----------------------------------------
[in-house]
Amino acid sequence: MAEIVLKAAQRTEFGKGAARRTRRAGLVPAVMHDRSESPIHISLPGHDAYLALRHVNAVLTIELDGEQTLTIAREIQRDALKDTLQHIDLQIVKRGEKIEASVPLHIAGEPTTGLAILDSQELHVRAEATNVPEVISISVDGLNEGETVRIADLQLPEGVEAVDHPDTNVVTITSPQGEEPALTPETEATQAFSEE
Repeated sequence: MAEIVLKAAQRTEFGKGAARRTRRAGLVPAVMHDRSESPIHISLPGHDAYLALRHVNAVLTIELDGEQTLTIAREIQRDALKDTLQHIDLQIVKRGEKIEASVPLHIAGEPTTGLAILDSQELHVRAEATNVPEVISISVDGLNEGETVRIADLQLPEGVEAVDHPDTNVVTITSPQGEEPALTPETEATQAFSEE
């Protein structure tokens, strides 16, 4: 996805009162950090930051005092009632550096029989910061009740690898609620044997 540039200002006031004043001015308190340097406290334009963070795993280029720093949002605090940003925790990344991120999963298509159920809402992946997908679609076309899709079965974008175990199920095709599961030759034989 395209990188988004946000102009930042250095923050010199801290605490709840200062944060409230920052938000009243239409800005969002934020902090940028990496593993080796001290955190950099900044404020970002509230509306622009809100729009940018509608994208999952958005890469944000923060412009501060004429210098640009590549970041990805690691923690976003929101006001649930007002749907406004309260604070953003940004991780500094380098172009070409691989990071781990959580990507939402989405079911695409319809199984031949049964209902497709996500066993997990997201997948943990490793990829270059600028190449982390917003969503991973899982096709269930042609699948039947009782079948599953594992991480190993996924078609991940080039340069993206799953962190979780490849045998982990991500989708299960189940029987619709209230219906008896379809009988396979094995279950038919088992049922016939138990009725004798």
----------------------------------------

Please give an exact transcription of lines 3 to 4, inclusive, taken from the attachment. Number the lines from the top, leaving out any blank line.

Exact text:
Repeated sequence: MAEIVLKAAQRTEFGKGAARRTRRAGLVPAVMHDRSESPIHISLPGHDAYLALRHVNAVLTIELDGEQTLTIAREIQRDALKDTLQHIDLQIVKRGEKIEASVPLHIAGEPTTGLAILDSQELHVRAEATNVPEVISISVDGLNEGETVRIADLQLPEGVEAVDHPDTNVVTITSPQGEEPALTPETEATQAFSEE
């Protein structure tokens, strides 16, 4: 996805009162950090930051005092009632550096029989910061009740690898609620044997 540039200002006031004043001015308190340097406290334009963070795993280029720093949002605090940003925790990344991120999963298509159920809402992946997908679609076309899709079965974008175990199920095709599961030759034989 395209990188988004946000102009930042250095923050010199801290605490709840200062944060409230920052938000009243239409800005969002934020902090940028990496593993080796001290955190950099900044404020970002509230509306622009809100729009940018509608994208999952958005890469944000923060412009501060004429210098640009590549970041990805690691923690976003929101006001649930007002749907406004309260604070953003940004991780500094380098172009070409691989990071781990959580990507939402989405079911695409319809199984031949049964209902497709996500066993997990997201997948943990490793990829270059600028190449982390917003969503991973899982096709269930042609699948039947009782079948599953594992991480190993996924078609991940080039340069993206799953962190979780490849045998982990991500989708299960189940029987619709209230219906008896379809009988396979094995279950038919088992049922016939138990009725004798």